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Reviews > Packs > Frameless Backpacks and Day Packs > OR Drycomp Ridge Sack > Test Report by Derek Hansen

Outdoor Research DryComp Ridge Sack

Inset photo courtesy

Outdoor Research - DryComp Ridge Sack

Test Series by Derek Hansen


NameDerek Hansen
Height5' 10" (1.78 m)
Weight165 lb (75 kg)
Email Address derek·daught·hansen·at·mac (without cheese)·dot·kahm
City, State, CountryFlagstaff, Arizona, USA


I am a lightweight backpacker with a typical weekend pack weight of 15 lb (7 kg) and a multi-day weight of 20 lb (9 kg), which includes food and water. Because I pack less than 20 lb (9 kg), I prefer lightweight trail-running shoes. I prefer backpacking with a hammock as part of my sleep system.


Manufacturer Outdoor Research (Seattle, Washington, USA)
Year of Manufacture 2010, made in China
Manufacturer’s Website
MSRP US$119.00
Listed Features
  • Ultralight, waterproof 70D nylon fabric
  • 420D nylon fabric for durable, reinforcement on bottom and around pocket
  • Radio frequency welded seams for highly durable waterproof seals
  • Roll-top waterproof closure; durable buckle secures roll top
  • Mesh back pocket with elastic stretch cording secures loose items and doubles as hydration sleeve
  • Two compression straps
  • Spacermesh shoulder straps are supportive and breathable
  • Dual ice axe loops with shock cord ice axe keepers
Manufacturer Recommendations Not listed
Specifications What They Say What I Say
Weight 16.4 oz (456 g) 17.25 oz (489 g)
Dimensions, Rolled 24 × 11 × 8 in
(61 × 28 × 20 cm)
21 × 11.5 × 6.5 in
(53 × 29 × 17 cm)
Capacity 2075 cu in (34 L) 1570 cu in (26 L)
Color Alpineglow/Grey
Frame Length 17 in (43 cm)
Frame Style Frameless
Harness Length Universal Fit, one size (non-adjustable)
Waist Belt Size 41 in (104 cm)
Torso Fit Range Universal Fit
Warranty "Infinite Guarantee. Outdoor Research products are guaranteed forever."


6 Oct 2010


One way I’d like to describe the Outdoor Research DryComp Ridge Sack is a stuff sack with benefits. The Ridge Sack is part of Outdoor Research’s line of “Back Sacks” that are simple, waterproof, roll-top sacks with minimal features “for a fast and light summit push.” The company describes the pack as “durable, rugged day sack,” comfortable for alpine climbing and peak bagging.

The Ridge Sack has no frame or internal structure and is essentially a stuff sack with shoulder straps, a simple waist strap, side compression straps, a roll-up top closure, and a single mesh outer pocket.


The main bright-orange fabric is a durable, waterproof 70D nylon. The texture and appearance remind me of plastic fruit leather. The bottom of the sack has a more durable 420D nylon, which is also used for all the other attach points. The website mentions “radio frequency welded seams”, which reminded me of laser welded seams, but the process is much different. Radio frequency welded seams, as I’ve read, joins two fabric edges with a binding strip between. A high-frequency radio wave is applied that fuses the fabrics together.

Radio Welds

When I inspected the fabric, it looked like it had been taped together, but I think what I’m seeing is the binding strip. The only sewn edges are the “accessory” straps that have been sewn to the 420D nylon. The 420D nylon is then sealed to the 70D fabric so there are no needle holes in the stuff sack itself.

Sternum Whistle

Between the shoulder straps is a small nylon loop that could be used to hang the bag, but it seems a little light weight. The shoulder straps are made from a type of 3D mesh fabric. There is a single nylon loop on each shoulder strap, presumably to secure a drinking tube. A simple sternum strap connects the shoulder straps with a whistle buckle. The sternum strap can adjust up and down on the shoulder straps.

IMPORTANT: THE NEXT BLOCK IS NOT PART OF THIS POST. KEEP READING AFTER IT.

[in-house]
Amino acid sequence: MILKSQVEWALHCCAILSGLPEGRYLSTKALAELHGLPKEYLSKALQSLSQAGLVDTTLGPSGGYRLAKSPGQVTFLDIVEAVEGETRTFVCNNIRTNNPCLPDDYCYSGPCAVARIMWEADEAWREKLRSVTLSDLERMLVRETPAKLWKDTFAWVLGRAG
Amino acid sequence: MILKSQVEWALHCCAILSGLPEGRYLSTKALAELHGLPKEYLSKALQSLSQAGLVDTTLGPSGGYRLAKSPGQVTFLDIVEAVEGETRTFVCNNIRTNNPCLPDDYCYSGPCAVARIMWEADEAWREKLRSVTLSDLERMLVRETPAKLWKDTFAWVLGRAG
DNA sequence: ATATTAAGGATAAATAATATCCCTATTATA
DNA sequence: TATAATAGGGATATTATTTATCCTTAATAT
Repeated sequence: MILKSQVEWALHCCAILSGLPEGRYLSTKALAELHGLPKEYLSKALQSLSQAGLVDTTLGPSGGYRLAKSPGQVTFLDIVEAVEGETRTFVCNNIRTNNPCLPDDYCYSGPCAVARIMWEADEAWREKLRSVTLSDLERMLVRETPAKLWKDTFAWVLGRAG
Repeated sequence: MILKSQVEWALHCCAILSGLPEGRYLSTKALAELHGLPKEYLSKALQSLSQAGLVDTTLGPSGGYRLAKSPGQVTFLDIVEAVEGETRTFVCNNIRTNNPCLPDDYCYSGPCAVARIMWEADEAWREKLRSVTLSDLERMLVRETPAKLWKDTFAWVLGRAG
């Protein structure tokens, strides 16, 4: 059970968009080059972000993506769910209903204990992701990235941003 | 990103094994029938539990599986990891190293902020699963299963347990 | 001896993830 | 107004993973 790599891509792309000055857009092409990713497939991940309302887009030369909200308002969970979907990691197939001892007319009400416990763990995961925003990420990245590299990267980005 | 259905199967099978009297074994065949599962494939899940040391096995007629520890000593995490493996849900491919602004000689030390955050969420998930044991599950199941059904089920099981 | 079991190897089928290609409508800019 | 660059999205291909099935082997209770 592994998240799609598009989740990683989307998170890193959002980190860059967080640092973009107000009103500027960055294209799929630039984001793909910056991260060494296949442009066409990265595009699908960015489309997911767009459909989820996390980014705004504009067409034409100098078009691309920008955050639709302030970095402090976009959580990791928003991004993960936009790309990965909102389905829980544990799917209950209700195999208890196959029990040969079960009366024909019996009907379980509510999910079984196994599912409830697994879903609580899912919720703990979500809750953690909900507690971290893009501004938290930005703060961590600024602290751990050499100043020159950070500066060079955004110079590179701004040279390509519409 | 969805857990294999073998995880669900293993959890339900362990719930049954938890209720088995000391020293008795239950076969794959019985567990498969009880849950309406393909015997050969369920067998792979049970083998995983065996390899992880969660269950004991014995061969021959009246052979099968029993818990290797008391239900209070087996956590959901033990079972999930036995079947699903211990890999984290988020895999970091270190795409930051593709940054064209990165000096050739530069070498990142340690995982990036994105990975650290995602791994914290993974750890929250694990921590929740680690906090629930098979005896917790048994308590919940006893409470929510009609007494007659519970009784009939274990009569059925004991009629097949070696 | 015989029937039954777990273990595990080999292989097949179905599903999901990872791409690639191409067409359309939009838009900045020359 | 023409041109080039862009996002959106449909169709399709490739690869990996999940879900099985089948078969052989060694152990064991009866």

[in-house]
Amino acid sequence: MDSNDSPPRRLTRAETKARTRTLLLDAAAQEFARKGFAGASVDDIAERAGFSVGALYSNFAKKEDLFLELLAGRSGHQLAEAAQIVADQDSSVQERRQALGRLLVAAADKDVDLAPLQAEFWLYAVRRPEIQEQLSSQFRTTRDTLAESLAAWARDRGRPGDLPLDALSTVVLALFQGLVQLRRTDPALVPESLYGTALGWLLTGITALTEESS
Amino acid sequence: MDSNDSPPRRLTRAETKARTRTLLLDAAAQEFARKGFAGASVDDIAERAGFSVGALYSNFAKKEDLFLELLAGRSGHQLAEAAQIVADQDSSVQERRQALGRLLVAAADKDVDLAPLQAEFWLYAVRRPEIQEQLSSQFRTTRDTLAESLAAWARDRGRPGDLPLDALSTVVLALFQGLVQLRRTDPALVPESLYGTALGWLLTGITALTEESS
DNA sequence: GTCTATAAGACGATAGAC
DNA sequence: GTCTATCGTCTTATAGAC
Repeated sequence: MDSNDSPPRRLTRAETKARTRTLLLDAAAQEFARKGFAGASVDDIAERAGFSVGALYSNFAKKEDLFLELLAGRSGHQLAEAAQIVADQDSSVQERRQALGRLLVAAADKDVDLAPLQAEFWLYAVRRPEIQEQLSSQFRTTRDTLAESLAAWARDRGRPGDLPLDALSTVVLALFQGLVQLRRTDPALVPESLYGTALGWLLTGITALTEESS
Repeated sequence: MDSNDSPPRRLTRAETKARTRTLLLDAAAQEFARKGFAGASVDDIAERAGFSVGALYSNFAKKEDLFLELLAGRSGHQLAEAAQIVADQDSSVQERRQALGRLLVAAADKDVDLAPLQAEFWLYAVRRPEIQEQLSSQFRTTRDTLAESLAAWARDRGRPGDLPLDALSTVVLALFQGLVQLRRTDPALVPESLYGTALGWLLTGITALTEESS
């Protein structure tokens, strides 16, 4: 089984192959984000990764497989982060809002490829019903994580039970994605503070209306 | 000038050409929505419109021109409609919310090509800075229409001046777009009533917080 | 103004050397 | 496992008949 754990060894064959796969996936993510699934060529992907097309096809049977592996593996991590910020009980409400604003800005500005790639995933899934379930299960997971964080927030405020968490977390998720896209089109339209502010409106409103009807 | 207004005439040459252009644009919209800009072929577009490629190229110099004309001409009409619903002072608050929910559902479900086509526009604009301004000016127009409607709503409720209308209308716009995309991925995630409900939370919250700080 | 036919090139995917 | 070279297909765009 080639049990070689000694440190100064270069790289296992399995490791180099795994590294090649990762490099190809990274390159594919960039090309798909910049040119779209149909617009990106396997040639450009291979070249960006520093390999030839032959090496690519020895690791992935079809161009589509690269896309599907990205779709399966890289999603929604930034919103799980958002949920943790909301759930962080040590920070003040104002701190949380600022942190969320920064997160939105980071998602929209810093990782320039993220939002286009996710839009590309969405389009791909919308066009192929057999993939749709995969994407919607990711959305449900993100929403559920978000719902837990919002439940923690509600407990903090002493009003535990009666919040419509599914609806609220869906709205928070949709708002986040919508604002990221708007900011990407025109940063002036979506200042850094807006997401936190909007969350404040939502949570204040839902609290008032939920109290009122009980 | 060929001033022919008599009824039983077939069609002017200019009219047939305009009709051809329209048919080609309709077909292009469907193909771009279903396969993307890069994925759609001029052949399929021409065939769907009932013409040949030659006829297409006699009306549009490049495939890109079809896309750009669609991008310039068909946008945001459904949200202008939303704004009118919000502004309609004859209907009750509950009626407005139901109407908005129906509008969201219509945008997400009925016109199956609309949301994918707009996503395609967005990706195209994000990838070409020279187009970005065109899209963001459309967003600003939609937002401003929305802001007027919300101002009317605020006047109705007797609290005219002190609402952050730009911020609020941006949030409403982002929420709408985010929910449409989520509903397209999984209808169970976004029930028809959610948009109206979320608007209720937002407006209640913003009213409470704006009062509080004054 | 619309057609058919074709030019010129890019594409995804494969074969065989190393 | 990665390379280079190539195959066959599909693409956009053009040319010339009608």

The waist strap is minimalistic at best — just a simple nylon strap with a durable plastic fastener.

The roll-top closure has a buckle snap and a D-ring. The extensible collar is not very long, so there isn’t much room to “overstuff” the sack — there is just enough collar to ensure there are enough rolls of fabric to get a proper waterproof seal.

There are two accessory loops on the back panel, with matching elastic cord loops on the top to attach an ice axe or even hiking poles. The middle mesh pocket has a nylon strap and buckle clip near the top to fasten gear inside. There is also an elastic cord crisscrossed on the outside of the mesh pocket that can be adjusted with a cord lock.

There isn’t a lot of information about how well the Ridge Sack performs underwater, but it is described as waterproof.


The Ridge Sack has a lot of room. With close to 34L (2075 cu in) of space, I naturally thought I could use this pack for my typical S24O trips — a trip lasting less than 24-hours. For these trips, I pack light and go fast to get in some amazing scenery and miles on the trail while still getting home in time to do Saturday chores.

Pack List

For a typical S24O trip, I pack a dinner, breakfast, and lunch, with at least 2.5L of water and overnight gear. I was happy to find I could fit everything in the Ridge Sack with a pack weight just shy of 15 lb (6.8 kg).

On my back

My main concern is where to pack my water. Outdoor Research describes the outer mesh pocket as a “hydration sleeve.” There is really no other place to store water on the pack, unless I stuff a water bottle inside the sack, which is not a great place for easy access. My 2.5L Platypus bottle fits nicely in the mesh pocket, and the standard drinking hose had plenty of length for me to get a drink. The problem is that by putting that much water on the extreme outside of the pack made the load a bit unwieldy. Without the waist strap secured, the pack easily wobbled back-and-forth. Also, with the weight on the outside, I can really feel a pull on my shoulders. I would prefer having side pockets, or a way to store the hydration inside the pack, but that does defeat the waterproof design of the pack.

One thing I’m looking forward with the Ridge Sack is doubling it as a bear bag: it’s light weight and waterproof enclosure makes it a perfect candidate to pull double duty.


I have high-expectations for this pack. I think it will be perfect for day trips, but also some of the quick S24O overnighters I'm planning. I'm not a huge fan of the external hydration sleeve, but it will have to do. Having the weight so far from my back makes the pack unbalanced.

PRO—Waterproof sack and pack. Compressible. Simple and efficient. Integrated whistle in sternum strap.

CON—No side pockets. Must carry water on the extreme outer pocket.


4 Jan 2011


I have used the pack 11 times over the past few months, which comprised of a several day hikes and 5 overnight backpacking trips.

Oct 8-9 ~ Sycamore Canyon, near Flagstaff, Arizona. I led a Boy Scout adult training session at Camp Raymond. Elevation was 6500 ft (1981 m) with temperatures around 40 F (4 C) at night.